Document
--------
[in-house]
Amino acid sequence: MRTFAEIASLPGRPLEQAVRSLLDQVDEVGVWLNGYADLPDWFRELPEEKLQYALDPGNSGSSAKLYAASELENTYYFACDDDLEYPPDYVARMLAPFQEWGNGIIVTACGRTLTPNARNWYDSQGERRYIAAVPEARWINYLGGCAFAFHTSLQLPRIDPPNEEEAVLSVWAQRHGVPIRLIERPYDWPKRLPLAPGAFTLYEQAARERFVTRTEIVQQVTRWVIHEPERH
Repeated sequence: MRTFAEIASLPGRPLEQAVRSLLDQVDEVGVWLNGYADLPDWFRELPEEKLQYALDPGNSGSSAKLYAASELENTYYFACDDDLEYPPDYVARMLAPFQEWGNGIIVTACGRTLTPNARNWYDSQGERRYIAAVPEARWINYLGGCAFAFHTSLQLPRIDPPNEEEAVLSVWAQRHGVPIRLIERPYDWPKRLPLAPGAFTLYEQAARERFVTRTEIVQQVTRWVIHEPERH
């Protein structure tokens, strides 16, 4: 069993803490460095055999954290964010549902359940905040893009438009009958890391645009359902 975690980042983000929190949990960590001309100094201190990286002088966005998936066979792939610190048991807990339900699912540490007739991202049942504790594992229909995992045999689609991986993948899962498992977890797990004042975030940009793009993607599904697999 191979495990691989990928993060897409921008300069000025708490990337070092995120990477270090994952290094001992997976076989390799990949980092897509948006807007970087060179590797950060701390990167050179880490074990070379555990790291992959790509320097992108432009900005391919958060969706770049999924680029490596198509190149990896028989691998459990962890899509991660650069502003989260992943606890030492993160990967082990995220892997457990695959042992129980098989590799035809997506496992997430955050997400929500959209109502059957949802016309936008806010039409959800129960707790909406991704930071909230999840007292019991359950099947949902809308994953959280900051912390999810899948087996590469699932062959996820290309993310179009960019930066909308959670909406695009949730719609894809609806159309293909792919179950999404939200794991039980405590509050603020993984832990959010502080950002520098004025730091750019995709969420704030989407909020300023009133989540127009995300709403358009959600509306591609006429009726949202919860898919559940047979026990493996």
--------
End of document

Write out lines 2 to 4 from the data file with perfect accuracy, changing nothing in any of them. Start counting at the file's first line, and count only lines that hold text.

Amino acid sequence: MRTFAEIASLPGRPLEQAVRSLLDQVDEVGVWLNGYADLPDWFRELPEEKLQYALDPGNSGSSAKLYAASELENTYYFACDDDLEYPPDYVARMLAPFQEWGNGIIVTACGRTLTPNARNWYDSQGERRYIAAVPEARWINYLGGCAFAFHTSLQLPRIDPPNEEEAVLSVWAQRHGVPIRLIERPYDWPKRLPLAPGAFTLYEQAARERFVTRTEIVQQVTRWVIHEPERH
Repeated sequence: MRTFAEIASLPGRPLEQAVRSLLDQVDEVGVWLNGYADLPDWFRELPEEKLQYALDPGNSGSSAKLYAASELENTYYFACDDDLEYPPDYVARMLAPFQEWGNGIIVTACGRTLTPNARNWYDSQGERRYIAAVPEARWINYLGGCAFAFHTSLQLPRIDPPNEEEAVLSVWAQRHGVPIRLIERPYDWPKRLPLAPGAFTLYEQAARERFVTRTEIVQQVTRWVIHEPERH
């Protein structure tokens, strides 16, 4: 069993803490460095055999954290964010549902359940905040893009438009009958890391645009359902 975690980042983000929190949990960590001309100094201190990286002088966005998936066979792939610190048991807990339900699912540490007739991202049942504790594992229909995992045999689609991986993948899962498992977890797990004042975030940009793009993607599904697999 191979495990691989990928993060897409921008300069000025708490990337070092995120990477270090994952290094001992997976076989390799990949980092897509948006807007970087060179590797950060701390990167050179880490074990070379555990790291992959790509320097992108432009900005391919958060969706770049999924680029490596198509190149990896028989691998459990962890899509991660650069502003989260992943606890030492993160990967082990995220892997457990695959042992129980098989590799035809997506496992997430955050997400929500959209109502059957949802016309936008806010039409959800129960707790909406991704930071909230999840007292019991359950099947949902809308994953959280900051912390999810899948087996590469699932062959996820290309993310179009960019930066909308959670909406695009949730719609894809609806159309293909792919179950999404939200794991039980405590509050603020993984832990959010502080950002520098004025730091750019995709969420704030989407909020300023009133989540127009995300709403358009959600509306591609006429009726949202919860898919559940047979026990493996």